Get a one-two punch of experiences with a visit to this remarkable site in Grass Valley, roughly 60 miles northeast of Sacramento in Nevada County. First, spend time in the Visitor Center to learn about one of California’s oldest, largest, deepest, longest, and richest gold mines. To get a sense of the size of the mine, see the scale model representing the mine’s 5-square-mile network, then walk outside to visit the entrance of the actual shaft—a tiny peak into a staggering underground maze of 367 miles.
Now shift gears—mentally and physically—with a guided tour through the grounds of William Bowers Bourn Jr., who took over management of the mine in 1879. Bourn Cottage—a humble name for this magnificent country estate, where no expense was spared to create a two-story stone citadel patterned after the noble estates of 19th-century England, complete with redwood interiors, and leaded-glass windows. (More: Empire Mine State Historic Park).
8. California State Railroad Museum, Sacramento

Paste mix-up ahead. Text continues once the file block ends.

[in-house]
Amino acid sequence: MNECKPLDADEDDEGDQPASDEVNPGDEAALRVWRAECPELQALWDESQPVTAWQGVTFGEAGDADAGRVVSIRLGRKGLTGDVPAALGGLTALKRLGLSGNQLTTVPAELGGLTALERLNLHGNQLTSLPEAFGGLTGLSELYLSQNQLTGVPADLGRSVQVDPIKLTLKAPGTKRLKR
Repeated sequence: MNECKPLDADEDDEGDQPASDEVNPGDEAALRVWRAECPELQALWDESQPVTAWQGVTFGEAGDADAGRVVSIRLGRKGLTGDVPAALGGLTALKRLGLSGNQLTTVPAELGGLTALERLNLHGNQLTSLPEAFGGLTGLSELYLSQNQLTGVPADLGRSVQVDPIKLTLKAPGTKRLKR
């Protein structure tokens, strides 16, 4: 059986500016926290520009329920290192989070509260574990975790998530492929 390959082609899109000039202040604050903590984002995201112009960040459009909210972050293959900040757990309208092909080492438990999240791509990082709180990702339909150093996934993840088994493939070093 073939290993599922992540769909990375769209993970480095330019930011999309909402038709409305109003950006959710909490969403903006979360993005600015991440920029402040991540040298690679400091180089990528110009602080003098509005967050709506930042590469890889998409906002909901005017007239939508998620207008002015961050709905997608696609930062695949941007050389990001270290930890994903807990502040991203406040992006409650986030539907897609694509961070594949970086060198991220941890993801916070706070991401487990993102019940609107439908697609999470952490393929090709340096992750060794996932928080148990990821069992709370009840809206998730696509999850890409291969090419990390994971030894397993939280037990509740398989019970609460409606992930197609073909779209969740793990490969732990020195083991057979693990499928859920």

Consistently ranked as one of the best railroad museums in the country, the expansive California State Railroad Museum in Sacramento presents 21 meticulously restored “iron horse” locomotives, plus period-perfect railway cars, many open for one-of-a-kind walk-throughs. Incredible attention to detail gives you a sense of what it was like to travel by train before cars became king, and visitors can climb inside a high-speed train simulator to feel what it’s like to pilot a modern high-speed train.
On spring and summer weekends (April–September), the museum offers excursion rides every hour on the popular Sacramento Southern Railroad, which chugs along the banks of the Sacramento River right through Old Sacramento. Take in the view from a first-class observation car, a closed coach, or an open-air gondola (guess which one kids like best). (More: California State Railroad Museum)